The big assumptions that I am frequently shocked that anyone takes even remotely seriously is the idea that a handful of politicians has enough knowledge between them about the huge variety of issues they'd need to understand to make even remotely effective decisions in this arena that they can accurately predict and plan out people's lives 100 years into the future.

Likewise, the idea that taking trillions of dollars worth of potential capital out of the global economy and blowing it on a single (or even a dozen or so) top-down anti-climate change goal makes the even more ridiculous assumption that human beings benefit more from the destruction of wealth than from the creation of it. That's just crazy-talk.

If you really want to save people from even the worst effects of climate change, the best thing to do that I can think of is to encourage global production & innovation on scales never-before-seen in human history.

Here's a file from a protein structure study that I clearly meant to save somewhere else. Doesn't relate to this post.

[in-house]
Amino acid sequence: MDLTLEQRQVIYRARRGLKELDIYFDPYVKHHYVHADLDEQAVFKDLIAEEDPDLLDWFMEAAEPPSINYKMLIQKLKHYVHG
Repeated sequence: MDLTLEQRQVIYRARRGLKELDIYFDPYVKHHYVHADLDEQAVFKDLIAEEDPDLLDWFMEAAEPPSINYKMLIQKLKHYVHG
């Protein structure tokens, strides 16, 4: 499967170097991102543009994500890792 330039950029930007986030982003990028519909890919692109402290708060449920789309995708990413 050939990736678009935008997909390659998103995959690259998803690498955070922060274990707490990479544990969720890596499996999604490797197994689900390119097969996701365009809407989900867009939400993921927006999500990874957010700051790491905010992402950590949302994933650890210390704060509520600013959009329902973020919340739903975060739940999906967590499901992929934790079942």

Don't worry, even in the post apocalyptic world of
global climate change, you'll still get a great pair of Jeans!

And hot chicks... Don't forget about the hot chicks.
Freedom and sound economics can (and very much will if we let it) turn people loose to innovate and engineer new solutions to problems like energy efficiency, air conditioning, biotechnology & food production, and all of the other issues that any potential global warming might effect. The way to help the poorest people in the world is by producing enough wealth that natural disasters have limited effects.

Consider the effects of earthquakes in places like Haiti vs. Los Angeles. Ask yourself why the Hatian people were so screwed over by something that happens fairly frequently in other parts of the world with little of the same consequences. The answer is because of wealth - not the concentration of money, mind you all - but the differences in real productive output of different types of economies. Personally... I think we need to focus way more on bringing people up to our standard of living - and that definitely means finding ways to make energy much more widely and cheaply available to everyone around the world - rather than focusing on capping growth and stalling advancement.